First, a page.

The American Foundation for African Children's Education (AFACE), is a New York-based non-profit that focuses on repairing primary schools in West Africa.
Founded in 2006 by Serigne Diouck, a Muslim, other key members include co-Vice Presidents Thomas Brigandi, Christian, and Daniel Fridson, Jewish.
The organization does not specifically target any particular faith, but rather encourages diversity as a key to their success.
“AFACE is an excellent example of the good that can happen when people of different backgrounds and beliefs come together to fight a common enemy,” stated Ebrima S. Touray, AFACE’s Project Manager in the West African country of Gambia to the Christian Post. “In this case the enemy is the cycle of poverty in Africa due to the lack of childhood educational opportunities. Our team will continue to work tirelessly until this notion is eradicated.”
AFACE's main goal is to directly work with local African organizations to provide a suitable learning environment for underprivileged children.
The organization employs a zero expense ration system where all proceeds collected are wired directly to West African hardware stores with donations coming from North America and all over Europe.
"This strategy enables an approximate 70 percent cost savings per project relative to other education-focused NGOs, as the construction and renovation of the schools are also completed by volunteers who receive no compensation," an AFACE press release said.
AFACE assembled its team and private contributors from 2006 to 2008, and keeps a strong chain of command in both the U.S. and Africa.
Their first task at hand was to make an immediate difference in the children's lives and they have thus far been successful.
Over 8,000 West African children have been helped as a result of AFACE. In addition to renovating schools, the AFACE team has raised money to purchase school buses for autistic children, built sea walls to prevent the flooding of schools on the Atlantic Ocean, and has established working relationships with other non-profits and government officials in West Africa.
“Our goal is to not only repair schools, but also to raise awareness surrounding how poor the conditions are in these African schools,” said Diouck to The Christian Post, via phone from Senegal, where he is in talks with officials to expand AFACE’s efforts. “There needs to be a greater sense of urgency among the international community to help these children because with every day that there is no action, more and more children are losing the chance to get an education and break the cycle of poverty."
This past fall the organization sponsored the NASDAQ Closing Bell Ceremony on Sept. 23, 2011, for His Excellency Dr. Ernest Bai Koroma, President of Sierra Leone.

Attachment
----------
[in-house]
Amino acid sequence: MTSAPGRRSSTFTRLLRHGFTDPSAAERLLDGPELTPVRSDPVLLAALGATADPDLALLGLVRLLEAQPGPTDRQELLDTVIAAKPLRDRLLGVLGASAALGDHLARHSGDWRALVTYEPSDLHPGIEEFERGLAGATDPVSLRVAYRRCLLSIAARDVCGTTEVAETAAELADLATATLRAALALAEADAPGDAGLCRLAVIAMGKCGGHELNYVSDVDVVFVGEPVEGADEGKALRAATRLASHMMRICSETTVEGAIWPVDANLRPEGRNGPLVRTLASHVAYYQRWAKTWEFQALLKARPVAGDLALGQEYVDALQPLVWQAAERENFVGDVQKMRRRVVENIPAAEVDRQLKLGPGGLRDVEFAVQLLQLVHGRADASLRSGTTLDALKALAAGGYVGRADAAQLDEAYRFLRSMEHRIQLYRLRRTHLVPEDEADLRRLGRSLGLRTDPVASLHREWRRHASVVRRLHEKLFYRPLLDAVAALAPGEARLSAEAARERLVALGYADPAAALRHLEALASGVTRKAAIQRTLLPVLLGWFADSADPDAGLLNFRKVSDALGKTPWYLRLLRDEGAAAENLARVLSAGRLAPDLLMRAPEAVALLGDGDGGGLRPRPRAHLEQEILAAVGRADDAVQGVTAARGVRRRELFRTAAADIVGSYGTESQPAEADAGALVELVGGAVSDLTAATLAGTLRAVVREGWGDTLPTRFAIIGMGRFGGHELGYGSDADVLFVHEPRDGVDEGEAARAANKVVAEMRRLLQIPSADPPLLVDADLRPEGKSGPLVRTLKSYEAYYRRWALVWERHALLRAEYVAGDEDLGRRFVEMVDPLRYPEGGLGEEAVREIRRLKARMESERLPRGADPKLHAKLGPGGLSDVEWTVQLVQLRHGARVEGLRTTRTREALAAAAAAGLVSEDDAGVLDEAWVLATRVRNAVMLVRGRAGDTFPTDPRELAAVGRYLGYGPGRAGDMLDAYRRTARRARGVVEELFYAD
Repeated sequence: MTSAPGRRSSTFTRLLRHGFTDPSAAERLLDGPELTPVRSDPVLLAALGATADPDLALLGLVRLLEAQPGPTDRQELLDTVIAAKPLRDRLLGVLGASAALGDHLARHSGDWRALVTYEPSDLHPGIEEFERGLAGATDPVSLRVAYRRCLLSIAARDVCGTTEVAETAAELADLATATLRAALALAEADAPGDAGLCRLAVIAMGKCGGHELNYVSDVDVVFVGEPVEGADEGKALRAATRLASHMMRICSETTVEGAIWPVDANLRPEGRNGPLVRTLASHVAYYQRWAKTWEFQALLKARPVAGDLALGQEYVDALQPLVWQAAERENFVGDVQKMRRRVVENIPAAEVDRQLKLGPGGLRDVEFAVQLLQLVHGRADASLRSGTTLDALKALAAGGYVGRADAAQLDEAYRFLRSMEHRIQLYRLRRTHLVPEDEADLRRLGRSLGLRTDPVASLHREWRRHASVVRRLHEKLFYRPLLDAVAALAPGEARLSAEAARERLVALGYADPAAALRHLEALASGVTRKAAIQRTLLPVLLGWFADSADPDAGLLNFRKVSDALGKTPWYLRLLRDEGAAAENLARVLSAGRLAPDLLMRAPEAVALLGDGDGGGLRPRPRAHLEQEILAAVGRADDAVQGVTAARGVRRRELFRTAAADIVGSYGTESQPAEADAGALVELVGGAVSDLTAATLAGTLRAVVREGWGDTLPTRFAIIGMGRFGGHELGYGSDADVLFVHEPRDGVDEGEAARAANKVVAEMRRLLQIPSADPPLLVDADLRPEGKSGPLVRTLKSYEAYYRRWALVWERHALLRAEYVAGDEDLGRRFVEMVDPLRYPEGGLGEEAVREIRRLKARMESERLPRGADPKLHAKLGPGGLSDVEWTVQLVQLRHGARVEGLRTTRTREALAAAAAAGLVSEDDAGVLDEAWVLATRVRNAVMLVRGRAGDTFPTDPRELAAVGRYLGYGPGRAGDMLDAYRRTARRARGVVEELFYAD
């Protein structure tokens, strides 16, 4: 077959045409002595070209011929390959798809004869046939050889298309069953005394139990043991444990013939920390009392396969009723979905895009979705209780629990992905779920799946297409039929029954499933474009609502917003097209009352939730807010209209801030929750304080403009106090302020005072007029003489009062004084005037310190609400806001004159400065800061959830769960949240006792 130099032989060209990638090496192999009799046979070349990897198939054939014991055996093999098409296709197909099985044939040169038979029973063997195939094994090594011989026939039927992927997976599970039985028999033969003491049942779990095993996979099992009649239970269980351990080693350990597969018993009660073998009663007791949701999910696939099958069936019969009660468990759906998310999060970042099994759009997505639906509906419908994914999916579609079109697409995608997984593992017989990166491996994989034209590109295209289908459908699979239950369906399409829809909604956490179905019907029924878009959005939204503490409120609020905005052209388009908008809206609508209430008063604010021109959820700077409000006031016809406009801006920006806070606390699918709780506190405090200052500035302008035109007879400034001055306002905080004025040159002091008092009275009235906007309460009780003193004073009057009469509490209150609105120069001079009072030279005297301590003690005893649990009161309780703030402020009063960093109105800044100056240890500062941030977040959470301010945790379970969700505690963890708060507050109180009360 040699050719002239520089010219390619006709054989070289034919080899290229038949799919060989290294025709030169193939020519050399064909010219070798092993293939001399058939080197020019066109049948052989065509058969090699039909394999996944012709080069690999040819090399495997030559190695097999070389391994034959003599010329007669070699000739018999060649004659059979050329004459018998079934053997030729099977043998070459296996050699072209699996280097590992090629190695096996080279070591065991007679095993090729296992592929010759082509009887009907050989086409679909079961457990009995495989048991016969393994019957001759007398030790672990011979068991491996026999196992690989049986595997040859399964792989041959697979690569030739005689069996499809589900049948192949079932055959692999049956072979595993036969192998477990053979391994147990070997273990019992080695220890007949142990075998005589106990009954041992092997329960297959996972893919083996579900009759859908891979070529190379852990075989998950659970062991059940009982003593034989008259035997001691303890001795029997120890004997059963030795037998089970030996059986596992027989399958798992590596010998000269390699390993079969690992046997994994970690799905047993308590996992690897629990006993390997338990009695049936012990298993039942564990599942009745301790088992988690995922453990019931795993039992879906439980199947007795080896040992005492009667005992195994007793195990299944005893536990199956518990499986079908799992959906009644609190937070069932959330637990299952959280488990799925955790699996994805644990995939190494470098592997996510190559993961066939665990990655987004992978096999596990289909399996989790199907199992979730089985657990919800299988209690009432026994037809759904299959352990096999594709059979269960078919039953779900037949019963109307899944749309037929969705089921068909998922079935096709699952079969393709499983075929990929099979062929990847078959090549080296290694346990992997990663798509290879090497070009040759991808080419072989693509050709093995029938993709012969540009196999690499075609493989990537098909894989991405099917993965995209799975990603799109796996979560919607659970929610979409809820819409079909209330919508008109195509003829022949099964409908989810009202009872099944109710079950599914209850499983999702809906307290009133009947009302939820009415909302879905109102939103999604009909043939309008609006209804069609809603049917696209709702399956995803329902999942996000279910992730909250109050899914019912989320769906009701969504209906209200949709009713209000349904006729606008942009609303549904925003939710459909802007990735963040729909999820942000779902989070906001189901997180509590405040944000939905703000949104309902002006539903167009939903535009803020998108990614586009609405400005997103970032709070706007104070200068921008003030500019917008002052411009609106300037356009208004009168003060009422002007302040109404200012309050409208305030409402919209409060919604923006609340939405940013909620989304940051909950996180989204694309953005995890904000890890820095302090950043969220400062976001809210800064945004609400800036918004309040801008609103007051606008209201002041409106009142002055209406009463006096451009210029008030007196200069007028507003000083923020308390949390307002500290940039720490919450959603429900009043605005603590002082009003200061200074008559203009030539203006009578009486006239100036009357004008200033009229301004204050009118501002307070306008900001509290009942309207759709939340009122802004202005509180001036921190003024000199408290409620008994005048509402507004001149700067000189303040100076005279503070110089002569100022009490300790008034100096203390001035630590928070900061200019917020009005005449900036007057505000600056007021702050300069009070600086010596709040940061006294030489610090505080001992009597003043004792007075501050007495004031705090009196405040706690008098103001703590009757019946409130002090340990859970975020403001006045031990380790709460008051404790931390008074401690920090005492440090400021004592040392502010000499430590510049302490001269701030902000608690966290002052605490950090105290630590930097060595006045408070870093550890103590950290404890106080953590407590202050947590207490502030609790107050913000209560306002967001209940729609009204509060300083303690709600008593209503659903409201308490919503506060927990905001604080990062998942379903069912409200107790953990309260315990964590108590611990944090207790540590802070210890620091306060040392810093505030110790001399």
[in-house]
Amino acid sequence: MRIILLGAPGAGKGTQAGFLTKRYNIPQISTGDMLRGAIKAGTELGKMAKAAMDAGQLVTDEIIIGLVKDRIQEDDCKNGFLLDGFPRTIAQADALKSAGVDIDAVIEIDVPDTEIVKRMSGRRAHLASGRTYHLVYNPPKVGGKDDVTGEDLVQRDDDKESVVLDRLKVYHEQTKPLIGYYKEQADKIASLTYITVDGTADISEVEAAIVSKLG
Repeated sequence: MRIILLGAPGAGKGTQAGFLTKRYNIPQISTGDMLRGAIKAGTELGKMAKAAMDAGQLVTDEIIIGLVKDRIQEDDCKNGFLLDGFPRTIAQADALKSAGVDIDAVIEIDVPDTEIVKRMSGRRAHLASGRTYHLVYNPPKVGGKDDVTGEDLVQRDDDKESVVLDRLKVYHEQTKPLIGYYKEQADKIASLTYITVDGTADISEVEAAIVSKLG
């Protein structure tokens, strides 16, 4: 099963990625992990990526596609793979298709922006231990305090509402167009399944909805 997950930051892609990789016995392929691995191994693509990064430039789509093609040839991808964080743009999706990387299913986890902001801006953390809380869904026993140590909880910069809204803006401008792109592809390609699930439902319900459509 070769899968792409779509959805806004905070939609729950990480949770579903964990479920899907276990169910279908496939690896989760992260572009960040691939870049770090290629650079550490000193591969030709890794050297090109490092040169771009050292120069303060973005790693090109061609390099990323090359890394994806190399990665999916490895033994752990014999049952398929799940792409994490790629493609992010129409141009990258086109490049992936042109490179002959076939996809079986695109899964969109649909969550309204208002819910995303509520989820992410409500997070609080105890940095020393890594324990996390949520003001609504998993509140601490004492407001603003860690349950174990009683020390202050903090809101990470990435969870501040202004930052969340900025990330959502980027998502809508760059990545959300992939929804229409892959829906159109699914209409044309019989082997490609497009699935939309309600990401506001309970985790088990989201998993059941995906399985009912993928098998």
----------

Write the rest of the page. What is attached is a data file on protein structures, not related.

This event focused on raising awareness of the educational inequalities in Sierra Leone, arising largely from the destruction of over 1,200 schools during the civil war in the late 1990’s, and also the recent attempts by policymakers in the country to make policy in favor of economic and educational development.
Brigandi was the main coordinator in setting up the ceremony, and gushed about how important the event was for him and the organization, “When President Koroma thanked us for our efforts in promoting his nation’s economic and educational progress and told us that we are always welcome in Sierra Leone, I knew at that moment that we just added a powerful ally in the fight against educational inequality in Sierra Leone, and West Africa at large."
He continued to The Christian Post, "A partnership with someone who’s worked so hard and contributed so much to the country’s post-conflict recovery is meaningful both for our foundation’s efforts and for me personally.”
Fridson saw the NASDAQ event as something he termed, "Total Development Model."
“The key to successful development is coordination between the private sector, NGO’s and local governments," he said to The Christian Post.
"Building schools is the most important step in improving children’s access to education, but it is not the only step. The parents need the economic opportunities to support their children while in school, and in some cases you’ll need infrastructure development to ensure that the children can get there in the first place. AFACE seeks to help bridge the gap between all the organizations to ensure the optimal impact of our collective efforts.”
The future plans for AFACE is to draw more awareness and garner more support for the cause while continuing to raise money and make a difference in the world.
To find out how you can get involved and help promote AFACE’s efforts to expand educational opportunities in West Africa, please visit AFACE.org.